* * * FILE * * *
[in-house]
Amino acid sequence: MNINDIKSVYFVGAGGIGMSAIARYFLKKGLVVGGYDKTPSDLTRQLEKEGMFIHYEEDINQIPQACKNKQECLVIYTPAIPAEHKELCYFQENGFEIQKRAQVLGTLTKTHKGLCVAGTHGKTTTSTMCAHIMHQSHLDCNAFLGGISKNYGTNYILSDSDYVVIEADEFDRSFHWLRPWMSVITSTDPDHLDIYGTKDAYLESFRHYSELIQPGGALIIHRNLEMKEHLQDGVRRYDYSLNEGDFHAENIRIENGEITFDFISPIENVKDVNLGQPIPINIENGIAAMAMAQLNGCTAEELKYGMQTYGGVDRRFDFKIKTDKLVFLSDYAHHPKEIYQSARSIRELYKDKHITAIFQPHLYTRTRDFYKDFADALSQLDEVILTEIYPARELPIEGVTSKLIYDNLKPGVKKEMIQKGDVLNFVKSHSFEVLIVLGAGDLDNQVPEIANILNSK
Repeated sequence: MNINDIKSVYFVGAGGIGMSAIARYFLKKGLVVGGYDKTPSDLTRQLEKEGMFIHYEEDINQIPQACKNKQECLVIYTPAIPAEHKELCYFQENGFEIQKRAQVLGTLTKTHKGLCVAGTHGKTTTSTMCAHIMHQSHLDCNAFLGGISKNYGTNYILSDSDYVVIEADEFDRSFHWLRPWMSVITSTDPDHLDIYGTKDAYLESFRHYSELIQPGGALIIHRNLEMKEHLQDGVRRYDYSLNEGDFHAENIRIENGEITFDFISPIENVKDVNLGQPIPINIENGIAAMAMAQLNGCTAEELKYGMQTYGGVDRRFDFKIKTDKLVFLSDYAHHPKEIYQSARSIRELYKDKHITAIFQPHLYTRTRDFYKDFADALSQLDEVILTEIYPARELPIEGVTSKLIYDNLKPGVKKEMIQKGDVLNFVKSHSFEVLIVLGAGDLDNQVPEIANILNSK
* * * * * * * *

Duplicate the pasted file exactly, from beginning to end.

[in-house]
Amino acid sequence: MNINDIKSVYFVGAGGIGMSAIARYFLKKGLVVGGYDKTPSDLTRQLEKEGMFIHYEEDINQIPQACKNKQECLVIYTPAIPAEHKELCYFQENGFEIQKRAQVLGTLTKTHKGLCVAGTHGKTTTSTMCAHIMHQSHLDCNAFLGGISKNYGTNYILSDSDYVVIEADEFDRSFHWLRPWMSVITSTDPDHLDIYGTKDAYLESFRHYSELIQPGGALIIHRNLEMKEHLQDGVRRYDYSLNEGDFHAENIRIENGEITFDFISPIENVKDVNLGQPIPINIENGIAAMAMAQLNGCTAEELKYGMQTYGGVDRRFDFKIKTDKLVFLSDYAHHPKEIYQSARSIRELYKDKHITAIFQPHLYTRTRDFYKDFADALSQLDEVILTEIYPARELPIEGVTSKLIYDNLKPGVKKEMIQKGDVLNFVKSHSFEVLIVLGAGDLDNQVPEIANILNSK
Repeated sequence: MNINDIKSVYFVGAGGIGMSAIARYFLKKGLVVGGYDKTPSDLTRQLEKEGMFIHYEEDINQIPQACKNKQECLVIYTPAIPAEHKELCYFQENGFEIQKRAQVLGTLTKTHKGLCVAGTHGKTTTSTMCAHIMHQSHLDCNAFLGGISKNYGTNYILSDSDYVVIEADEFDRSFHWLRPWMSVITSTDPDHLDIYGTKDAYLESFRHYSELIQPGGALIIHRNLEMKEHLQDGVRRYDYSLNEGDFHAENIRIENGEITFDFISPIENVKDVNLGQPIPINIENGIAAMAMAQLNGCTAEELKYGMQTYGGVDRRFDFKIKTDKLVFLSDYAHHPKEIYQSARSIRELYKDKHITAIFQPHLYTRTRDFYKDFADALSQLDEVILTEIYPARELPIEGVTSKLIYDNLKPGVKKEMIQKGDVLNFVKSHSFEVLIVLGAGDLDNQVPEIANILNSK